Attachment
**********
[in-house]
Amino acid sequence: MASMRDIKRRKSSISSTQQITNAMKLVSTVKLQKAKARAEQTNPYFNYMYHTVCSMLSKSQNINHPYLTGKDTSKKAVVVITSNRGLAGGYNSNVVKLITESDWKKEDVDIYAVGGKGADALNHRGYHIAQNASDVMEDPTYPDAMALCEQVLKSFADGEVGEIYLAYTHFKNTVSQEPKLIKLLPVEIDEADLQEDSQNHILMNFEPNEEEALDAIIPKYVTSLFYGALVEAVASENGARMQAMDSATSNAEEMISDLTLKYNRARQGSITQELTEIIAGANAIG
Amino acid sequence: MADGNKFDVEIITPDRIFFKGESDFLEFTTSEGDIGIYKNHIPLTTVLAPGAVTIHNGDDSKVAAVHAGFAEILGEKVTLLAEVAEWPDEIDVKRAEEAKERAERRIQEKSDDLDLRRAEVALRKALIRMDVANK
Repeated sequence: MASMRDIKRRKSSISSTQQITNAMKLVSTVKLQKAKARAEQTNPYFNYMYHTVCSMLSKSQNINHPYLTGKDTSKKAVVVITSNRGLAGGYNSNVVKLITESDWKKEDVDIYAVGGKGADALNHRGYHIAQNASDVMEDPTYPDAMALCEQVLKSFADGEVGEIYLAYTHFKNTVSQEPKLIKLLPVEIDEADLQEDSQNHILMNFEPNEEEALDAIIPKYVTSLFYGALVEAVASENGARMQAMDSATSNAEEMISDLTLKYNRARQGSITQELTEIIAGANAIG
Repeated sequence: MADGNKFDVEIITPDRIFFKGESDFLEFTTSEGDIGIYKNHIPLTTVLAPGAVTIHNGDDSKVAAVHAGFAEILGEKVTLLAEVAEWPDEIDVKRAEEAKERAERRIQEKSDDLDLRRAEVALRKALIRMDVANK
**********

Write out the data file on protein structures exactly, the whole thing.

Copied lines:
[in-house]
Amino acid sequence: MASMRDIKRRKSSISSTQQITNAMKLVSTVKLQKAKARAEQTNPYFNYMYHTVCSMLSKSQNINHPYLTGKDTSKKAVVVITSNRGLAGGYNSNVVKLITESDWKKEDVDIYAVGGKGADALNHRGYHIAQNASDVMEDPTYPDAMALCEQVLKSFADGEVGEIYLAYTHFKNTVSQEPKLIKLLPVEIDEADLQEDSQNHILMNFEPNEEEALDAIIPKYVTSLFYGALVEAVASENGARMQAMDSATSNAEEMISDLTLKYNRARQGSITQELTEIIAGANAIG
Amino acid sequence: MADGNKFDVEIITPDRIFFKGESDFLEFTTSEGDIGIYKNHIPLTTVLAPGAVTIHNGDDSKVAAVHAGFAEILGEKVTLLAEVAEWPDEIDVKRAEEAKERAERRIQEKSDDLDLRRAEVALRKALIRMDVANK
Repeated sequence: MASMRDIKRRKSSISSTQQITNAMKLVSTVKLQKAKARAEQTNPYFNYMYHTVCSMLSKSQNINHPYLTGKDTSKKAVVVITSNRGLAGGYNSNVVKLITESDWKKEDVDIYAVGGKGADALNHRGYHIAQNASDVMEDPTYPDAMALCEQVLKSFADGEVGEIYLAYTHFKNTVSQEPKLIKLLPVEIDEADLQEDSQNHILMNFEPNEEEALDAIIPKYVTSLFYGALVEAVASENGARMQAMDSATSNAEEMISDLTLKYNRARQGSITQELTEIIAGANAIG
Repeated sequence: MADGNKFDVEIITPDRIFFKGESDFLEFTTSEGDIGIYKNHIPLTTVLAPGAVTIHNGDDSKVAAVHAGFAEILGEKVTLLAEVAEWPDEIDVKRAEEAKERAERRIQEKSDDLDLRRAEVALRKALIRMDVANK